37030 Foot Reconstruction with the Superficial Circumflex Iliac Artery Perforator Flap Under Local Anesthesia

Saturday, September 29, 2018: 9:05 AM
Kenji Hayashida, MD, PhD , Plastic and Reconstructive Surgery, Faculty of Medicine, Shimane University, Izumo, Japan
Sho Yamakawa, MD , Plastic and Reconstructive Surgery, Faculty of Medicine, Shimane University, Izumo, Japan
Hiroto Saijo, MD , Graduate School of Biomedical Sciences, Nagasaki University, Nagaasaki, Japan
Masaki Fujioka, MD, PhD , Plastic and Reconstructive Surgery, National Nagasaki Mecical Center, Ohmura, Japan


The superficial circumflex iliac artery perforator (SCIP) free flap is a popular method used in foot reconstruction. Although the SCIP flap has a relatively short pedicle and does not require intramuscular dissection, general anesthesia is largely preferred for SCIP flap reconstruction. However, with general anesthesia, there are risks depending on the patient’s age and general condition, including preexisting health problems. On the other hand, local anesthesia and peripheral nerve block are safe and effective methods to perform surgery on the extremities. In this report, we present the use of the free SCIP flap for skin and soft tissue reconstruction of the foot under local anesthesia for patients unable to receive general anesthesia and local tissue coverage.


Between January 2015 and December 2017, 5 (1 female, 4 males) patients with tissue defects on their feet were treated with SCIP flaps under local anesthesia. Patients with chronic diseases, such as asthma, were included in this study and actively wished for this specific procedure with knowledge of the possible risks and complications. The average age was 41.4 years (29 to 61). The causes of injury were trauma (3 patients) and diabetic foot infection (2 patients). Defect measurements ranged from 4 x 5 cm to 8 x 9 cm. Fifteen mL of 0.5% bupivacaine was injected for ankle block under ultrasound guidance. SCIP flaps were harvested after injecting 10 to 15 mL of 1% lidocaine combined with epinephrine around the flap incisions. A total of 1.0 mL of lidocaine was used when additional anesthetic was needed. Preparation of the recipient site and the flap dissections were performed under 3.0 x loupe magnification. The flap artery and dorsalis pedis artery were anastomosed end-to-end under a microscope. The foot function index (FFI) was used to evaluate the postoperative functional outcomes.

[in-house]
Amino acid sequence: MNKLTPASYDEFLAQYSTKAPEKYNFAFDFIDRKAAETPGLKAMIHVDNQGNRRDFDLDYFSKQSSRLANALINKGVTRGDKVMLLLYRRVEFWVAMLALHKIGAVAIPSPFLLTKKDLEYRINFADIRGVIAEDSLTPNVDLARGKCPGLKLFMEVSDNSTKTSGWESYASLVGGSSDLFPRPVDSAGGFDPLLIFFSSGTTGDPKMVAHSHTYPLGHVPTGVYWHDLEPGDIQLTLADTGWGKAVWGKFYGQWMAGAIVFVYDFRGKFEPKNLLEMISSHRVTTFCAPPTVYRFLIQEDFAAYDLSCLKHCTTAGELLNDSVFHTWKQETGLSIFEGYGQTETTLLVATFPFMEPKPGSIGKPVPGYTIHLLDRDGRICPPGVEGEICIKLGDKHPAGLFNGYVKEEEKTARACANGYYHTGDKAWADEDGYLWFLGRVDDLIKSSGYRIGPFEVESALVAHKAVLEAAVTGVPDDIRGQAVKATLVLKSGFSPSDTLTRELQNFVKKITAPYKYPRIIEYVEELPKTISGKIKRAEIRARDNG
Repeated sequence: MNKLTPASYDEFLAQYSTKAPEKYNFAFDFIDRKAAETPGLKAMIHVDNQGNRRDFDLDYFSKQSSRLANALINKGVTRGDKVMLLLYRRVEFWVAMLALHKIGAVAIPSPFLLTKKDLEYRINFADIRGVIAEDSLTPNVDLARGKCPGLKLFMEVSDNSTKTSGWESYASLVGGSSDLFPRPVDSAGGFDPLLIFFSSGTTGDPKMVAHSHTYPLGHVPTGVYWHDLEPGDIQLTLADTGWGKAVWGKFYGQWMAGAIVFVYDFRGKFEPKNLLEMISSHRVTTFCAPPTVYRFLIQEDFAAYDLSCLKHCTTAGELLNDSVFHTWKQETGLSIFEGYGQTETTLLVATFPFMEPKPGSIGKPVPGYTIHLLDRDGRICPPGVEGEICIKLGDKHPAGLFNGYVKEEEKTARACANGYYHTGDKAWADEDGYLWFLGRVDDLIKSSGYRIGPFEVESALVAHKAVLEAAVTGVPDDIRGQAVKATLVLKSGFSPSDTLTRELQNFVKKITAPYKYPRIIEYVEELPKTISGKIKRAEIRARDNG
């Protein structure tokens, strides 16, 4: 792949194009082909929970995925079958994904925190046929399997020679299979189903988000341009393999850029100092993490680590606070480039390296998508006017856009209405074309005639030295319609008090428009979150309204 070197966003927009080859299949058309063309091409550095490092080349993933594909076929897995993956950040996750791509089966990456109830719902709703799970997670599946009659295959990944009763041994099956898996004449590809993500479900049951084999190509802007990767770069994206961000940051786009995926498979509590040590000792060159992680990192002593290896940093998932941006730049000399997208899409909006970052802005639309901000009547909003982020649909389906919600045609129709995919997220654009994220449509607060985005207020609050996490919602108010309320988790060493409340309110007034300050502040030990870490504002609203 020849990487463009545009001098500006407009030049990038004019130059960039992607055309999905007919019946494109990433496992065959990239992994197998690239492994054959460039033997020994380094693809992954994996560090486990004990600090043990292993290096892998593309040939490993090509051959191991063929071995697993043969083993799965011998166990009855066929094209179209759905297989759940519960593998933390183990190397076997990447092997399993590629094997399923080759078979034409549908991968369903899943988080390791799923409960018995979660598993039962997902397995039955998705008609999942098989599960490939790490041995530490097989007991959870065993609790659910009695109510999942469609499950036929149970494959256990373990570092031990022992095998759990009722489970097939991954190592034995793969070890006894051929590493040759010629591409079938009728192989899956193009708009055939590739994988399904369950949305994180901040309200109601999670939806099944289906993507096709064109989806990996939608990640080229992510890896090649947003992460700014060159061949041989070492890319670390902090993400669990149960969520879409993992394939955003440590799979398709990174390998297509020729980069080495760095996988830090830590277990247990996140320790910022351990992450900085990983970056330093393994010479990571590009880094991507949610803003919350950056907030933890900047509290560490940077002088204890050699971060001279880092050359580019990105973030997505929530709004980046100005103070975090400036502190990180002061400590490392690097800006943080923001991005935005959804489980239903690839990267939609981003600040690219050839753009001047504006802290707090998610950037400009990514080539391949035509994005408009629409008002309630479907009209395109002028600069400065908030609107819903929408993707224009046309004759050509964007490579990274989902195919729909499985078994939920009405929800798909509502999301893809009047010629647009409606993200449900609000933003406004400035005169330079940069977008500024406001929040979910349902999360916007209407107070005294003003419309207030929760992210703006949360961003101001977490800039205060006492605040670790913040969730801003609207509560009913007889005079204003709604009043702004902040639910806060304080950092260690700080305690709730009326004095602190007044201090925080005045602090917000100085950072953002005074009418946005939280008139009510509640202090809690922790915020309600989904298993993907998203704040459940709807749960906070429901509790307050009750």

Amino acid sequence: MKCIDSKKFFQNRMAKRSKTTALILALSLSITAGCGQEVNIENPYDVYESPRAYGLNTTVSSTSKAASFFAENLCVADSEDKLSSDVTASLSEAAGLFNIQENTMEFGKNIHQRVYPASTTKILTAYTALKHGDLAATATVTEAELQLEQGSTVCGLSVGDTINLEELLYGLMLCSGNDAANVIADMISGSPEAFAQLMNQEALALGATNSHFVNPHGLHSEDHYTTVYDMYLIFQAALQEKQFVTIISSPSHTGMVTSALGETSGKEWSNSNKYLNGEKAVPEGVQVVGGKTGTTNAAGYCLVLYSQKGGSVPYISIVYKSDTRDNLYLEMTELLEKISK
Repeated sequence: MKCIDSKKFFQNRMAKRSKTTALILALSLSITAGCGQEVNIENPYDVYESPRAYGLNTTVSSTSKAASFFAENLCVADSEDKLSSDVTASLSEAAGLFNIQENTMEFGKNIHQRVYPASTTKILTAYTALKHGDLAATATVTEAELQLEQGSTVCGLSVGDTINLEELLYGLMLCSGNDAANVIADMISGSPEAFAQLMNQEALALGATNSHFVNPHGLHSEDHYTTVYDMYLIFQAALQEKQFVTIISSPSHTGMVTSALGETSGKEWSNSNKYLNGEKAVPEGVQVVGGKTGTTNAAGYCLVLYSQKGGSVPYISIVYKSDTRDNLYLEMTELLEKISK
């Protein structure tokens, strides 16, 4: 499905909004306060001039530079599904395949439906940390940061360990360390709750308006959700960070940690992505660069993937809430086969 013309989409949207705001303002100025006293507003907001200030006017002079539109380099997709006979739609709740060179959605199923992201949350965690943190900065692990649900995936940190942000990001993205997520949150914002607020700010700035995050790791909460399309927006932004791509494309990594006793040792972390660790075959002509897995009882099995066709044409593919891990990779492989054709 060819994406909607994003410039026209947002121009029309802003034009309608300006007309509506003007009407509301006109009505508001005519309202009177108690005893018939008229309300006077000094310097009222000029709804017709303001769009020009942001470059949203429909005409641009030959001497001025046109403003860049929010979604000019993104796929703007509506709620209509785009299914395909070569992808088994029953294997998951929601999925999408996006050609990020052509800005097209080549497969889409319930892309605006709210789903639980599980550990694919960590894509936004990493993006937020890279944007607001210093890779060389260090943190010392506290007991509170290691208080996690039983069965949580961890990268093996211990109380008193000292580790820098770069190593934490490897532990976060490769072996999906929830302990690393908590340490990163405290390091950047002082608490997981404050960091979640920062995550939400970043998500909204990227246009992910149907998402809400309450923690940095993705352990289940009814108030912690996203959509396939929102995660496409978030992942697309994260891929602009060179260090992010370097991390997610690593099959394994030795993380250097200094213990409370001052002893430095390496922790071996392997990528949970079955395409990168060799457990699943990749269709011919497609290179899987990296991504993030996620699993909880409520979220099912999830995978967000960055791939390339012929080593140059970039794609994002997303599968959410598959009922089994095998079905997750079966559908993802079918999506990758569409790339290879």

Flap sizes varied from 6 x 6 to 8 x 10 cm. The mean operative time was 4 hours 8 minutes. Approximately 38.6 mL of local anesthetic agent was used for each patient. Intraoperative vessel spasm did not occur. All flaps survived and fully took without complications, except in 1 patient who presented partial necrosis. In addition, no complications related to the use of local anesthesia developed during the operation or postoperatively. All patients were satisfied with the esthetic appearance. The average total FFI score after operation indicated good functional results.


With proper local anesthesia, successful foot reconstruction with a free SCIP flap was possible. The advantages of this method are the following: (1) a safe operation; (2) no complications from anesthesia; (3) no sedative or tranquilizing agent is needed; (4) short vessels of the SCIP flap allow for less extensive dissection and shortened operative time. This method can be considered a sufficient option for foot reconstruction for patients unable to receive general anesthesia.